Before installing their GSHP, the Priors’ 1975, 2,100-squarefoot home relied on fuel oil for space and water heating. A heat pump was a good solution to both stabilize energy costs and decrease the family’s reliance on non-renewable resources.
Once the Priors decided to make the switch, their home’s envelope was assessed for ways to increase the home’s efficiency and heat retention. The assessment encouraged them to add insulation in the attic. Additionally, they had their ducts inspected, and found they could upgrade their system to move air more efficiently, thus decreasing the size of the heat pump needed.
The entire heat-pump installation—digging and drilling for the loops—took two days. The drilling process includes:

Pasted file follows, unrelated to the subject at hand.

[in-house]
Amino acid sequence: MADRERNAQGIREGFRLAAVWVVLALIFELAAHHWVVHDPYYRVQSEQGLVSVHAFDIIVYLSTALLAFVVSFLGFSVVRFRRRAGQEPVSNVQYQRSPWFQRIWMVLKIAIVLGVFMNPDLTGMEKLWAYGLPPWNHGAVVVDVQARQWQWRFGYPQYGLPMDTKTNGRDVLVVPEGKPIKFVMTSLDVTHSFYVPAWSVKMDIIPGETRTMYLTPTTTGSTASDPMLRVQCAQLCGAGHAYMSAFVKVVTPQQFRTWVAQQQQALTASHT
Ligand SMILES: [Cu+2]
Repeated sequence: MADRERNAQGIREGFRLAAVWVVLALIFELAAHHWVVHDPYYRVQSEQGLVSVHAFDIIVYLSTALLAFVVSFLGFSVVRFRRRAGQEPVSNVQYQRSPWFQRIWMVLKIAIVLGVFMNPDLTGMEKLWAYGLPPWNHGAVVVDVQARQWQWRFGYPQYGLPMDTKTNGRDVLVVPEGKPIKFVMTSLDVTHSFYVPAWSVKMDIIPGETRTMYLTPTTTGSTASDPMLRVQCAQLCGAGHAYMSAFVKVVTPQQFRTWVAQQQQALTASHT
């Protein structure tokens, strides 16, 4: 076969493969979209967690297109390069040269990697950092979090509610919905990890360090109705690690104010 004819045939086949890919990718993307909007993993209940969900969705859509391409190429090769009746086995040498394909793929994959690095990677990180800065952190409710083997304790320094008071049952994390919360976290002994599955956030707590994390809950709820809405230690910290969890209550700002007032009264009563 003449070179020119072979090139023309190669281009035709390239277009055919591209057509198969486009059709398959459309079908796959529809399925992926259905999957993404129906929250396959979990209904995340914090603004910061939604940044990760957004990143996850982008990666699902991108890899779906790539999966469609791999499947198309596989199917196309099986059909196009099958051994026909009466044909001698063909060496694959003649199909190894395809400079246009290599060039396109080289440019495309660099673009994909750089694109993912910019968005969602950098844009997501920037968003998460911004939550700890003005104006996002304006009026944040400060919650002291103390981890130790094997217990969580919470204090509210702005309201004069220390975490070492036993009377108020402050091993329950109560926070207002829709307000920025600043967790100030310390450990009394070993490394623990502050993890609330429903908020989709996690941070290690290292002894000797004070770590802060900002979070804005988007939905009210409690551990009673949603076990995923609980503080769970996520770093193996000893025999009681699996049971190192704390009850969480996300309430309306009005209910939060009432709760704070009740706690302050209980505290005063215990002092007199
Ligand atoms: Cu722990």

- Determining bore pattern. The drilling must be strategically laid out to avoid obstacles such as septic systems, utility lines, property boundaries, and boulders.
- Drilling. Most GSHP installers hire contractors to drill according to specifications. When choosing a company to install your GSHP, ask about its relationship with drillers.
- Fill and rough grade. After the ground loop is laid, the ground is filled and leveled back to original.
After drilling, a team of heat pump installers put in the air handler and GSHP in about three days.